Over the last few weeks two news items struck me as having a potentially significant affect on the context within which speech & drama operates.
The first was the publication of the Hyland Report and, perhaps more importantly, the holding of a joint NCCA/HEA Conference on the transition from second to third level education. This Conference (details HERE) will be held on Wednesday 21 September and will discuss whether the current system of Leaving Cert points/CAO applications is the most effective [procedure for getting young people into third level education. The Conference will be webcast, so you can follow it from home or work if you want.
The second interesting item related to the Generation 21 initiative by Dublin City University (see HERE). This is effectively a response to potential employers who say that they want graduates who are ‘good communicators’ and are ‘flexible’.
The significance of these news items is that they represent a potential loosening up of the system, opening up the possibility that skills attained by young people out of school/college (such as communication and drama skills) may begin to have more currency in both the college entry system and as an essential element of a portfolio of skills built up by individual students to present to potential employers.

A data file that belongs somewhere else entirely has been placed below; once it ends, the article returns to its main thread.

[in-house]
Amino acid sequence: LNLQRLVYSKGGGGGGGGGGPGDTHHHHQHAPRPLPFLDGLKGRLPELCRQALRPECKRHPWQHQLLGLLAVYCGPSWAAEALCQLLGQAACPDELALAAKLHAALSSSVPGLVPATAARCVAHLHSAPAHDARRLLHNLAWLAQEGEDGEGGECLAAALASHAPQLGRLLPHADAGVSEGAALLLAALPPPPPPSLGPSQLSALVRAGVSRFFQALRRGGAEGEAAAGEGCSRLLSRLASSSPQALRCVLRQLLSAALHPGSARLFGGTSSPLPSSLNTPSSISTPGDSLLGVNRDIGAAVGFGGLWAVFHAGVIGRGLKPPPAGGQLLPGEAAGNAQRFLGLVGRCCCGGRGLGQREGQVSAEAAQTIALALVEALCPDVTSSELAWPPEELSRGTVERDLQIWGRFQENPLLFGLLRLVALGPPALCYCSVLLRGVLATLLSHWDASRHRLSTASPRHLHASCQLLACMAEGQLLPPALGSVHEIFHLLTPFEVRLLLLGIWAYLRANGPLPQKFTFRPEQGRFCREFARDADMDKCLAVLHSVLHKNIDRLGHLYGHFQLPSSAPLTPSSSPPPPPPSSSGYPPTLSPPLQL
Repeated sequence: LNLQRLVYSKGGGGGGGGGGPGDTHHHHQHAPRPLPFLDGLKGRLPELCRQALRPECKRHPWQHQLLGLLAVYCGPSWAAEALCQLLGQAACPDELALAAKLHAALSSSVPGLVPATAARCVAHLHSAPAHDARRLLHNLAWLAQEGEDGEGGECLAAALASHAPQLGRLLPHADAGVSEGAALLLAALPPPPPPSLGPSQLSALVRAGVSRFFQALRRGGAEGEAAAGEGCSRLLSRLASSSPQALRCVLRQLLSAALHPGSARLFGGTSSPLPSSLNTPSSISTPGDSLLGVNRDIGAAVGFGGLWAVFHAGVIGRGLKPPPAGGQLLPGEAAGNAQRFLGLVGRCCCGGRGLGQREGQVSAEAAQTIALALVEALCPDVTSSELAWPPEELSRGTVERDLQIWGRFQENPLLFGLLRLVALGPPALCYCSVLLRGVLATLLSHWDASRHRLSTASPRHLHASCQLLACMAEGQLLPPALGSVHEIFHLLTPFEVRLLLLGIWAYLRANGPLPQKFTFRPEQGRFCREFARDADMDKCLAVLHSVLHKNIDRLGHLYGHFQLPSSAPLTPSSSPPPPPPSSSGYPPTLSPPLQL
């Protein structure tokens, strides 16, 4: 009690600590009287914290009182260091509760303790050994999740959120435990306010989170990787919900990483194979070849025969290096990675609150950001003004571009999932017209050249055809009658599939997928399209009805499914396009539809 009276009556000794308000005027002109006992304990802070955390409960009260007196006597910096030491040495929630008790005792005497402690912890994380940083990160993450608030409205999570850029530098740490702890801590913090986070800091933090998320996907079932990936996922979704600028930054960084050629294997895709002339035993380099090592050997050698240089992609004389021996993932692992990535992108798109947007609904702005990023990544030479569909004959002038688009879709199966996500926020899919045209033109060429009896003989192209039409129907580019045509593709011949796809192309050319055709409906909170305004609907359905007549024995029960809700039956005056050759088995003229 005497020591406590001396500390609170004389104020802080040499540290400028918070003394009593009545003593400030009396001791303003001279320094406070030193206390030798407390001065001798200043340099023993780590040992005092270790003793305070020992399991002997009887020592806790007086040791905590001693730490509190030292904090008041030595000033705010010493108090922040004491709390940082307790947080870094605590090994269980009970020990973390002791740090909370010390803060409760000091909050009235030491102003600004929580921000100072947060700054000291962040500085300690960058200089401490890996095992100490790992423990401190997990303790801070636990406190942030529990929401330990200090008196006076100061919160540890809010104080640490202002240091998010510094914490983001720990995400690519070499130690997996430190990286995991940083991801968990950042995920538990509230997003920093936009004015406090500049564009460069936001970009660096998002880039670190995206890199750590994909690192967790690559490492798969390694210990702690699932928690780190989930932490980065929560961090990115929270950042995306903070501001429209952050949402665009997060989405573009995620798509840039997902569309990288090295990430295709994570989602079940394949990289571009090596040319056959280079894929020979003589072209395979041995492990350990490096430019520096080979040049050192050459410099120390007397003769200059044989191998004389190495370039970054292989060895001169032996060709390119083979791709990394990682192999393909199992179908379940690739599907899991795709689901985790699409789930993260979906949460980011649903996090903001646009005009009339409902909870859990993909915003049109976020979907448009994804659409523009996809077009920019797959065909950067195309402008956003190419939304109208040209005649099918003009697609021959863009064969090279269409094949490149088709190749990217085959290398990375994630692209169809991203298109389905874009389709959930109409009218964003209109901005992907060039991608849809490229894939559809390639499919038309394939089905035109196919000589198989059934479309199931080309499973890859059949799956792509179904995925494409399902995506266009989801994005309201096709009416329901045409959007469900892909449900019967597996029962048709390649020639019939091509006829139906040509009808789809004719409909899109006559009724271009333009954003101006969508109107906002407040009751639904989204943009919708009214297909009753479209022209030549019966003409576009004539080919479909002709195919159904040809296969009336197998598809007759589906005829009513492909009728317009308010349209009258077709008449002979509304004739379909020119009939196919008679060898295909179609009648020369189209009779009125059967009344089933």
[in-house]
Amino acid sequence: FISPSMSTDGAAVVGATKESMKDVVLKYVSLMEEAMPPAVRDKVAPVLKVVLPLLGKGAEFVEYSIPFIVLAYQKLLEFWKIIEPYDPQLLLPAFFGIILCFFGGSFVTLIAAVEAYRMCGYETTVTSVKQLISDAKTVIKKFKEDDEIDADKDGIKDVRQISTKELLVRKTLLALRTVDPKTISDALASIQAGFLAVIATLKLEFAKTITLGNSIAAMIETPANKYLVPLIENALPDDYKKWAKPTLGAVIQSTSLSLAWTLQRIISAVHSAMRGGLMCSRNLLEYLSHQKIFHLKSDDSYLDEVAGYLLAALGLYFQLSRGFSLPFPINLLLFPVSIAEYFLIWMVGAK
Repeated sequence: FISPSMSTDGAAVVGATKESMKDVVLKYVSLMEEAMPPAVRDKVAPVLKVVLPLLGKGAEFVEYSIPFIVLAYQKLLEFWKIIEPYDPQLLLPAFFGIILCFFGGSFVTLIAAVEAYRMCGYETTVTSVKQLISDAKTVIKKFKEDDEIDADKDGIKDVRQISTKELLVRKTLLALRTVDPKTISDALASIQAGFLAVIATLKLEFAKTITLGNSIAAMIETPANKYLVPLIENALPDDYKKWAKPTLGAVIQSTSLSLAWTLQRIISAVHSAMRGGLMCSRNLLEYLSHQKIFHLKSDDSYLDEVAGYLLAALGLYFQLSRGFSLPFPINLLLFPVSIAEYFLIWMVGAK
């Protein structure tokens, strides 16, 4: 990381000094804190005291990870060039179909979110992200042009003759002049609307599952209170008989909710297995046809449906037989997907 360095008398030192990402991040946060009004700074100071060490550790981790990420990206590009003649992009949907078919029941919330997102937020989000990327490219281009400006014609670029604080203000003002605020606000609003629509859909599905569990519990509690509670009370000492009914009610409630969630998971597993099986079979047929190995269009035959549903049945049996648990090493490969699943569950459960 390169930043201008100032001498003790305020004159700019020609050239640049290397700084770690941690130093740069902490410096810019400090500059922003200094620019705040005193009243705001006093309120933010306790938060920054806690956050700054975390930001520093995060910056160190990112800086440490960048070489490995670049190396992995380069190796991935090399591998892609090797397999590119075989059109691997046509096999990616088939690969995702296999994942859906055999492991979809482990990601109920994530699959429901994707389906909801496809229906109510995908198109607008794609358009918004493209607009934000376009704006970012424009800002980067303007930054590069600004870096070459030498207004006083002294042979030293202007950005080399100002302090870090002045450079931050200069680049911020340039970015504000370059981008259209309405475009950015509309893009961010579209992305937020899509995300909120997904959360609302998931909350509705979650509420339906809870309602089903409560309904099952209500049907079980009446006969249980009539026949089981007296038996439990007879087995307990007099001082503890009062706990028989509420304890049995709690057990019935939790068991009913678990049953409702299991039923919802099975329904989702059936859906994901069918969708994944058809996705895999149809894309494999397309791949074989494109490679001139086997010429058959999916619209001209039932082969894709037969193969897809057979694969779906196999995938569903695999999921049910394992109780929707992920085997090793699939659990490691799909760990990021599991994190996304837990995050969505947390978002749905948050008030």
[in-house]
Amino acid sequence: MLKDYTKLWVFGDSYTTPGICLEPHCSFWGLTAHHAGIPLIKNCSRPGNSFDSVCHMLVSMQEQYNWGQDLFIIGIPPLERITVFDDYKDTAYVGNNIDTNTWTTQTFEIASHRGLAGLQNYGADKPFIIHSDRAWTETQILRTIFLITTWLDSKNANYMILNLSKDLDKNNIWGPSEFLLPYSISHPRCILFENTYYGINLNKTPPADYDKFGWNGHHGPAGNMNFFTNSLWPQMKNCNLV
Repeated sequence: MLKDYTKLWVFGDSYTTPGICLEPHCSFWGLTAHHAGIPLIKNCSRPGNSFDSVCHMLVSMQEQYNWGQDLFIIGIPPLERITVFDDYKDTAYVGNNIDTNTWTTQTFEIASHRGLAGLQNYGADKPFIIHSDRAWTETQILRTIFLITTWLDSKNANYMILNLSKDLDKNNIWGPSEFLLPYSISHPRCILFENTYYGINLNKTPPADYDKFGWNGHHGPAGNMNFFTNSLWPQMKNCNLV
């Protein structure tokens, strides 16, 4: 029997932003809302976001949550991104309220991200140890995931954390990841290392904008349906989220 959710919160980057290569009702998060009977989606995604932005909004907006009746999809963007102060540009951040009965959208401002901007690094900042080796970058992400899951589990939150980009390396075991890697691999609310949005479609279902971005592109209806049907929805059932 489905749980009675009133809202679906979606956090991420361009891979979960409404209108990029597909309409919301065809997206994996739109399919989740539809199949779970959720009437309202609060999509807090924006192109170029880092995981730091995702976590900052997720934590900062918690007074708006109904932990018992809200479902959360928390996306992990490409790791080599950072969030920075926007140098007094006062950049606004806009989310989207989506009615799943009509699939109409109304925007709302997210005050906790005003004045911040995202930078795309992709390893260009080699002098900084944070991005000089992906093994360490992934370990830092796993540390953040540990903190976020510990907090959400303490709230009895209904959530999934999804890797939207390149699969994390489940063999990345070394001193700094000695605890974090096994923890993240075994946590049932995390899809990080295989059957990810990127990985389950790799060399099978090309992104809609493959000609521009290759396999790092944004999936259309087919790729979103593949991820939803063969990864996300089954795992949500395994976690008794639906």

At the very least, both of these provide additional arguments that can be used to persuade parents of the value of speech, drama and communication (and of doing exams). At best, they may begin to lead to a greater recognition of out-of-school activities in the context of college entry.